14 Comments

  1. hrbrmstr says:

    I think I got them:
    Virtually every modern Microsoft app
    Tableau
    Google charts
    Wordle
    Windows Paint
    ggplot (R)
    CartoDB? (haven’t used it in a while but visual memory says so)

    1. Ann K. Emery says:

      Paint! Oh my goodness, I haven’t opened Paint in years, but should.
      That one’s SankeyMATIC. You got the rest.
      Congrats!

  2. Hi Ann, here’s a different approach to assigning colors: https://zebra.bi/designing-financial-reports-dashboards-and-business-presentations/
    Instead of forcing brand colors to all your charts no matter what content they represent, use standardized colors and shapes for meaning. Why should a color or a shape of e.g. sales or costs differ from company to company? Is the traffic sign for “stop” or “turn left” different in New York and Chicago just because the major of New York prefers a different color? Do the electrical outlet plugs differ from home to home or from company to company?
    Did Mozart code his sheet music in magenta and Beethoven in deep blue with a 20% drop shadow and a nice little 3D effect? Not really. The beauty is in the music, not the coding. The beauty is in the data.
    Are rivers on the map of Alabama red, Ohlahoma green or Tenesee orange? I don’t think so. Water is blue (even though most rivers I know are brown or grey or green, most people understand the concept of “water is blue”).
    So how about we all switch to the semantic design of business information? You can align your corporate reporting/information design to your corporate colors in much more subtle and functional ways. Here are a few real-world examples with radically reduced, functional and standardized colors to emphasize the meaning: https://zebra.bi/gallery/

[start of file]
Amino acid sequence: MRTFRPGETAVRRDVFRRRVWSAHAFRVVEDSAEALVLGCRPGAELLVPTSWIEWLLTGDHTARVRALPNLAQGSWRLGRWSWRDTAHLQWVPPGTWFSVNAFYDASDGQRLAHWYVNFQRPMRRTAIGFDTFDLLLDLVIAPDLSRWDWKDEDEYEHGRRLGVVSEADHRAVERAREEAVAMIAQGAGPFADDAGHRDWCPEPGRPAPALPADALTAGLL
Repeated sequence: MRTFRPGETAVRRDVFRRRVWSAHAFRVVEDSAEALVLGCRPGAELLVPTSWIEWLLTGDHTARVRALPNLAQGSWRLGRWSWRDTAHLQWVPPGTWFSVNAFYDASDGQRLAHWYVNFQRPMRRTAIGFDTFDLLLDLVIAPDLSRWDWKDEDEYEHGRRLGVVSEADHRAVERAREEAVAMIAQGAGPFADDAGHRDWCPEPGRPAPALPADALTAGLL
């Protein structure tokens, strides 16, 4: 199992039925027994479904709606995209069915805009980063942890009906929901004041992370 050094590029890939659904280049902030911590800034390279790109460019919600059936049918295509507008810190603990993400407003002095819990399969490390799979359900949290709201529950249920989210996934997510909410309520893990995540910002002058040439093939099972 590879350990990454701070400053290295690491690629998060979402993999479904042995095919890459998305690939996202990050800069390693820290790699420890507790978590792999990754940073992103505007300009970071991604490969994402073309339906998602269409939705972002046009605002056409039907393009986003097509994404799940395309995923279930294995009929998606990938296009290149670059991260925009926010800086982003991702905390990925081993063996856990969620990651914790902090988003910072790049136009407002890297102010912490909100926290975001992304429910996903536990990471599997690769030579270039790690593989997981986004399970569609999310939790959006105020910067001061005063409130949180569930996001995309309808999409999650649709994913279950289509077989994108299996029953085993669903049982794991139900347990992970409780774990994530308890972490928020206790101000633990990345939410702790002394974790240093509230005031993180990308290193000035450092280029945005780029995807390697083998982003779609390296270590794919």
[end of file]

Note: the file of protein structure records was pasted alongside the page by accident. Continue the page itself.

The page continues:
PS. To make the design safe for people with color deficiency, change the red/green to orange/blue, red/blue or black/yellow.

    1. Ann K. Emery says:

      Your comment should read SPOILER ALERT across the top!
      Like I wrote… Matching colors to branding is just one piece of the effective-use-of-color puzzle. But it’s the first and perhaps most important step. Yes! You guessed it! I’ll be discussing the rest of the equation in future posts.

  3. […] the default settings a little, especially those cruddy parts like borders or too-thick grid lines. You select colors from the viewers’ color palette. I’ve been doing a lot of design projects with USAID contractors lately; this blog post has […]

  4. […] each time you design another handout, report, or Powerpoint presentation (Ann K. Emery wrote a fantastic blog post about this.).  PS:  ColorPic is a great tool for matching colors to existing […]